Imagine a California summoned to its true greatness with a fully-funded and world class education system. Imagine a state where at every school, every child’s needs are met.
Success for this vision of California public schools isn’t predicated by the will of politicians or anchored to a shift in policy alone. Achieving a California whose education system succeeds for every student is just as much a persuasion problem, as it is a policy problem.
Progress for children can’t depend solely on who is in office. If we expect politicians to take action, then we must exert a sustained and visible pressure in Sacramento and across the state that fights for kids every day
We must invest in changing hearts and minds outside of academia and policymaking to make real change possible.
Messages, backed up with data and brought to life through emotive language, are fundamental to changing minds in the 21st century. Yet too often, education advocacy is stopped in its tracks because critical concepts aren’t delivered with a strong message, leaving them misunderstood at best and politicized at worse.
“Common Core” was a smart approach to elevating math, until it was turned into a sinister symbol. On the right it was a liberal attempt to impose a national curriculum, while the left saw it as a misguided perpetuation of George W. Bush’s discredited No Child Left Behind (NCLB) policies.
A phrase meaningless on its own, Common Core became an easy target for misinformation because no one invested resources to determine the best terminology to bring the Common Core’s important purpose to life.
I’ve heard the phrase “achievement gap” used over and over but not always to describe the same problem. It’s become a catchall to describe inequalities ranging from the difference between high and low scores on standardized tests, to the difference between how higher-income school districts perform compared to low-income school districts.
Like a giant game of telephone, these academia-born phrases are repeated and passed through the education ecosystem from academics to foundations to advocates to administrators until they are plunked in front of parents at Back-to-School night as well-known concepts.
For lay people who have never heard these terms, however, the language is confusing and ignites hostility and frustration.
Earnest education advocates lose the support of legislators when they speak in acronym-filled sentences or present 30-slide PowerPoints and 25-page “fact sheets” that bury the heart and the moral urgency of advocating for children under complex statistics and studies.
Californians are persuaded every day to think differently about everything from how they drive to how much water they consume. While advocates are doing their best to persuade parents to take action to support their education system, organizations are not being as effective as they could be. Activating parents takes more than effort – it takes a strategic, carefully executed communications campaign. But many education advocates don’t have the resources or the capacity to run such a campaign successfully.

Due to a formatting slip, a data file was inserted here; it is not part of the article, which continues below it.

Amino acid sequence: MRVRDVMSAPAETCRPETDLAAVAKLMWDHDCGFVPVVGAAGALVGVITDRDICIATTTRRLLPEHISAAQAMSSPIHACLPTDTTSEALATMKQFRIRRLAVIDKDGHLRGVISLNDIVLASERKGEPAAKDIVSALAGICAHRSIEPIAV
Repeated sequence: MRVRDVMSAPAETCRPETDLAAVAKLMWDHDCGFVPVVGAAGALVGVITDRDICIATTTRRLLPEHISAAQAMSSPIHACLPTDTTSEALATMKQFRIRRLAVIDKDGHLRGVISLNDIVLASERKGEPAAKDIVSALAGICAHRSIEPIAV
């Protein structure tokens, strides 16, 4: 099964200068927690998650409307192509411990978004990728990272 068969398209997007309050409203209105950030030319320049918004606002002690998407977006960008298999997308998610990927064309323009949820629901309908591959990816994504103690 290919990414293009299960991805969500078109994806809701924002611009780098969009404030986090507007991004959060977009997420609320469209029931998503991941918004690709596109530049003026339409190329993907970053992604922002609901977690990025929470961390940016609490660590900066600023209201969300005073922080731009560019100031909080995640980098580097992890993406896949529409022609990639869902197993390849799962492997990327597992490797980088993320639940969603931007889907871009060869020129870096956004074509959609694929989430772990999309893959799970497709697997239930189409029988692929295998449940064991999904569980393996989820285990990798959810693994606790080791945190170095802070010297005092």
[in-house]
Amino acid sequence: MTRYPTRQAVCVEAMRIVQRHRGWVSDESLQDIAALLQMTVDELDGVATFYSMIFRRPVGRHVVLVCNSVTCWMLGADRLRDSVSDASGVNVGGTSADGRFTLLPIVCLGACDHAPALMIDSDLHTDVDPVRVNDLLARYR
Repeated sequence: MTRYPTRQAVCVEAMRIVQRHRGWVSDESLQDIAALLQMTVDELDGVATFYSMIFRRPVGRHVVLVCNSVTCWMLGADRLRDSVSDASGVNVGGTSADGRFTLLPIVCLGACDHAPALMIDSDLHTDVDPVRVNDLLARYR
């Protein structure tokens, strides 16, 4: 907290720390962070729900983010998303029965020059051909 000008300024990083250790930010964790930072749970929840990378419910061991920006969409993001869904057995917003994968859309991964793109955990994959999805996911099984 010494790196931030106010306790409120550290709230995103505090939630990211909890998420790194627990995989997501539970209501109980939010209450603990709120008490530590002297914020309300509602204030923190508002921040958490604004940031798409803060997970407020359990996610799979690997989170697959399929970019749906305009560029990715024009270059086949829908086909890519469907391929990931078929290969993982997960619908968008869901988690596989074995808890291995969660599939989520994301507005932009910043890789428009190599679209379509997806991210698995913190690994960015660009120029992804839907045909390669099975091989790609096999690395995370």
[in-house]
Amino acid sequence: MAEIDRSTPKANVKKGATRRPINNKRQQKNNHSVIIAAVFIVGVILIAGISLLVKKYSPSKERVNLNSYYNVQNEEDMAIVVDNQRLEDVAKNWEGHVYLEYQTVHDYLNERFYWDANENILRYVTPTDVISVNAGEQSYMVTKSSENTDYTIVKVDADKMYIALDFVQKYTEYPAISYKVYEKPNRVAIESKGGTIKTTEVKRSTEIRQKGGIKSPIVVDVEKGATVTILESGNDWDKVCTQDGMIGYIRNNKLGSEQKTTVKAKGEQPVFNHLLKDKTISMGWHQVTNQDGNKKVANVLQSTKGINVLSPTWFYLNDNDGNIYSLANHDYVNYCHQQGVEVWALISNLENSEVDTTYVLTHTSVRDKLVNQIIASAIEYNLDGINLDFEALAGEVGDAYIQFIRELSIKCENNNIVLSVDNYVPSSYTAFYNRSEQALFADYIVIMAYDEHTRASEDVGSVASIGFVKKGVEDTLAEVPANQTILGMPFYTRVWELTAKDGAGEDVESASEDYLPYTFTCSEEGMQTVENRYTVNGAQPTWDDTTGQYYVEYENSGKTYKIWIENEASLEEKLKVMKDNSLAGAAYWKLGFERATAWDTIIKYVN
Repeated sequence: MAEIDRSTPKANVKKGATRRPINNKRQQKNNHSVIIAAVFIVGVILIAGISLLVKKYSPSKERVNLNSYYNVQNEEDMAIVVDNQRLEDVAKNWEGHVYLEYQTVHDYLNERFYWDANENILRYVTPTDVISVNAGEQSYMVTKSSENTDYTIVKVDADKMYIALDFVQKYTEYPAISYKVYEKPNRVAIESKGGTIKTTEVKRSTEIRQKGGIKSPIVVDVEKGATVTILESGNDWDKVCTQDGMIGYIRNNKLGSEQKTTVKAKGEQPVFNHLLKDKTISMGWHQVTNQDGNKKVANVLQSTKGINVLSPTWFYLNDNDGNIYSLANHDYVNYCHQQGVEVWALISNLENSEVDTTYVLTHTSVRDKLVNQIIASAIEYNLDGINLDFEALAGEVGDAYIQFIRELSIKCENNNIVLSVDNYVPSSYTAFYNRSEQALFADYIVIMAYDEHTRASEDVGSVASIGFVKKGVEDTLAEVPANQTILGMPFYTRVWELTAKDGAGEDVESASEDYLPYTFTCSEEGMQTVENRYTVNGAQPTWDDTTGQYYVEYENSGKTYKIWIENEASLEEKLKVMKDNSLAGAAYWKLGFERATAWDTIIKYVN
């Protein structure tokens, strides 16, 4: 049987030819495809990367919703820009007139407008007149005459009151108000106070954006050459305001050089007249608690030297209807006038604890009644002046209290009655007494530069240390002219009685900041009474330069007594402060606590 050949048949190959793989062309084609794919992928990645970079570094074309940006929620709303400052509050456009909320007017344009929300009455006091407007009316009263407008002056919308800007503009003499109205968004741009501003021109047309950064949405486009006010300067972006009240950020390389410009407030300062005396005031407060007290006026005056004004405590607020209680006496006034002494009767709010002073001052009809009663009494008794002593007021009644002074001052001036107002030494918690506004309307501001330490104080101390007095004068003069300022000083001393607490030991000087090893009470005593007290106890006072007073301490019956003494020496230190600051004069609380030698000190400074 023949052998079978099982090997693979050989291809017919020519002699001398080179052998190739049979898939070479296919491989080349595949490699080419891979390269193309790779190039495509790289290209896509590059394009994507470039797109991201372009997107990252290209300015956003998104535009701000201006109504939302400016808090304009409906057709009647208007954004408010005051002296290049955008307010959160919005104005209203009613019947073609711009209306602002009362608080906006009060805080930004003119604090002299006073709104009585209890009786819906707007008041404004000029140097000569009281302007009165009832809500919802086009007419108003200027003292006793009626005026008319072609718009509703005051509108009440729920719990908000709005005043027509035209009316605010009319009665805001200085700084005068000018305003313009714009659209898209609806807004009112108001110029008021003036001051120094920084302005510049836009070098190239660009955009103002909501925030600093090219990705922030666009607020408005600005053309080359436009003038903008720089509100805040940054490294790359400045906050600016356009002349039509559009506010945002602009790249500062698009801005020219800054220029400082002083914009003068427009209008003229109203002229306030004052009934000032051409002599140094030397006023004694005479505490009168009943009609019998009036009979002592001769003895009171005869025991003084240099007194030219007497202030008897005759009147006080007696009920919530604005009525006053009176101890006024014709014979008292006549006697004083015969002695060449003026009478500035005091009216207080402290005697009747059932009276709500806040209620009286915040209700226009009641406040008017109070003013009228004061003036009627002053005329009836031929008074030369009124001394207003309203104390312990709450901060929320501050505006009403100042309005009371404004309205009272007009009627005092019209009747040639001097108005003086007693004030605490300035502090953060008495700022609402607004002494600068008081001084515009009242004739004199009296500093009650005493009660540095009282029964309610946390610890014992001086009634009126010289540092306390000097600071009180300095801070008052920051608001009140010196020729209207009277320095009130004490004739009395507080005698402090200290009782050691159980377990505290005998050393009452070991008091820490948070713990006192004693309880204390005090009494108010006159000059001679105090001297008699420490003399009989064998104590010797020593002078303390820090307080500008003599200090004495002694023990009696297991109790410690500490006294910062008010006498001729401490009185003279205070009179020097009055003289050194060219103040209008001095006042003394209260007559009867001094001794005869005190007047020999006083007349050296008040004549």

It’s time for education advocates and the funders that support them to invest time, effort and resources in thinking through how to best communicate complicated policy concepts so they are understood by all, without acronyms and academic jargon, and with language that describes achievable change.
While some advocates – like Californians for Justice –think beyond the “press release” to convey why their work is vital, many others do not have the capacity to use photos, video and clear and compelling messaging to ignite passion and action. Foundations must support continuous improvement and skill building for advocates’ communications capacity, empowering them to make stronger, more compelling persuasion-supported-by-facts marketing.
Finally, school districts need the capacity to communicate with parents and community members with content tools and language that meets parents and other stakeholders where they are with analogies and metaphors that connect with their experience as parents.
Early Edge California’s “Save Kindergarten” campaign to keep statewide funding for transitional kindergarten is one example. They intentionally chose “kindergarten” over transitional kindergarten, which fewer people were familiar with. They made a broad assertion about how many children would be denied kindergarten if the governor’s budget was passed, punctuating the campaign with jarring images like this one, to emphasize how it would block tens of thousands of children from kindergarten.
Coupled with videos and rallies with kindergarten teachers and activists, Early Edge rallied legislators to keep funding for transitional kindergarten in the final budget.
The ability to persuade and inform is the only power children have in advocacy settings. Educators are the ultimate change makers. When they fully embrace strategic communications, the outcome will be a gold standard that demands equity for all.
Pat Reilly is CEO of PR & Company, a public relations and communications firm based in San Francisco.
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